As vocalists, and de facto leaders of Boris Garcia, Bob Stirner and Jeff Otto, regaled Puck’s audience with a warm banter fitting for autumn’s crisp winds, the stage came to life with the kaleidoscopic dance of overhead lights. Opening with the pithy punch of “Other Shoe,” the contrasting vocal textures of Otto and Stirner complemented their bluegrass backing, lending a sense of authenticity to this back-porch, ho-downin’ syndicate from New Jersey. Speedy triplets at the capable hands of mandolin player, Bud Burroughs, gave the song a decided intensity befitting of a jamband rocker, warranting the jamgrass label.
Highlights of the first, largely acoustic set came by way of an apt cover of the 18th century folk traditional, “Shady Grove,” with an upbeat tick that harkened to Bill Monroe’s classic version. “Through The Window,” a song off the band’s latest album – produced by Railroad Earth’s Tim Carbone – brought Stirner to dawn Bob Weir-like vocals that were apropos for a cut vaguely reminiscent of The Dead’s, “Sugar Magnolia.” Largely abandoning the roots vibe for pop sensibilities, “Good Bye Joe,” “Nine Fine Wines,” and “Holiday,” brought the audience to their feet and dancing with the group’s most radio-friendly cuts off each of their three albums.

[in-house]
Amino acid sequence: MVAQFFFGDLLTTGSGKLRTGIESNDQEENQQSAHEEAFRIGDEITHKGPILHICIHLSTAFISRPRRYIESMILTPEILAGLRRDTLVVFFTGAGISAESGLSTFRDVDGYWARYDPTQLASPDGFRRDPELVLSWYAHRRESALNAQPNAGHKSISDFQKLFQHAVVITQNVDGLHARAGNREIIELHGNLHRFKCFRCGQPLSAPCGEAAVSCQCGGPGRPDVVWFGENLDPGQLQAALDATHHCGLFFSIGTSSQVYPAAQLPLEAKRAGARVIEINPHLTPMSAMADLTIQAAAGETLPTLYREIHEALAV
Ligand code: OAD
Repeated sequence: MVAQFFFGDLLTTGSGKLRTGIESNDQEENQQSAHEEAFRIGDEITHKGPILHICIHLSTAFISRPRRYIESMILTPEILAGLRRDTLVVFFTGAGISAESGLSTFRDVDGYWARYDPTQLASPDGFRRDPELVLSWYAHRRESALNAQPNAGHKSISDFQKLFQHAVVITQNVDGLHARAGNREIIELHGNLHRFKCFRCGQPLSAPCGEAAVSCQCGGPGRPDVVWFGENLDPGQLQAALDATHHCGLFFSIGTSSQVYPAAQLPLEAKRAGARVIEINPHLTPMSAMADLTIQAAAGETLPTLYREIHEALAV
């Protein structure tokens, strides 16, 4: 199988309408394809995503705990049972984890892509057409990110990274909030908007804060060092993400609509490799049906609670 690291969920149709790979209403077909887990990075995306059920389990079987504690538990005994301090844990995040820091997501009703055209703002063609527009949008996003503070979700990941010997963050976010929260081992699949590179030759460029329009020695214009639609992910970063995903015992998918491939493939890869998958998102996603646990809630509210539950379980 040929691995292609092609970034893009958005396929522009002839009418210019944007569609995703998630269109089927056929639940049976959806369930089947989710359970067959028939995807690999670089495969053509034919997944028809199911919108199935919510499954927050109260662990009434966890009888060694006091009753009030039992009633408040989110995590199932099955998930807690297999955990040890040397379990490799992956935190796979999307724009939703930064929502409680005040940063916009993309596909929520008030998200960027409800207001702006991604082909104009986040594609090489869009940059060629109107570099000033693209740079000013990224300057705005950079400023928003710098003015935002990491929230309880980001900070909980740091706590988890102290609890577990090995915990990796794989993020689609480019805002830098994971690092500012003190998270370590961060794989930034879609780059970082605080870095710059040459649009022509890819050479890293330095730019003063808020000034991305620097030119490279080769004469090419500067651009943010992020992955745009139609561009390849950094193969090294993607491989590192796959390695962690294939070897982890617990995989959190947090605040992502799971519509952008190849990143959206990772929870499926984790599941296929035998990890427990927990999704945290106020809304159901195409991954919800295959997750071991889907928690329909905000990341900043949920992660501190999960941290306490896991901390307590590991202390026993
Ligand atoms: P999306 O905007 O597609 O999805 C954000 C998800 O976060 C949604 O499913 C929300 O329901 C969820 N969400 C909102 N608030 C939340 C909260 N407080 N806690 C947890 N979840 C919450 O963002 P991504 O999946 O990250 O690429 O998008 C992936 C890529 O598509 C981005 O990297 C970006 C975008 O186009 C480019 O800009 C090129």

The second, electrified set highlighted Boris Garcia’s interchangeable skills as keyboardists, mandolin players, bassists, guitarists, and even bouzouki-lute players. Not featured, however, were the vocals of Donna Jean-Godchaux-MacKay and Buddy Cage’s (New Riders) pedal steel, recorded on the album, but noticeably absent here; “Other Side” was conspicuously de-clawed. “Red, White, & Blue,” Jeff Otto’s topical protest piece, met with head nodding en masse, but it was Stirner’s electric leads during the final songs that heightened the overall energy of jams, and punctuated the evening with a memorable exclamation point of outright rawk. Stirner sings, “You need a break from the every day, in so many ways,” and Boris Garcia did a fine job of providing that.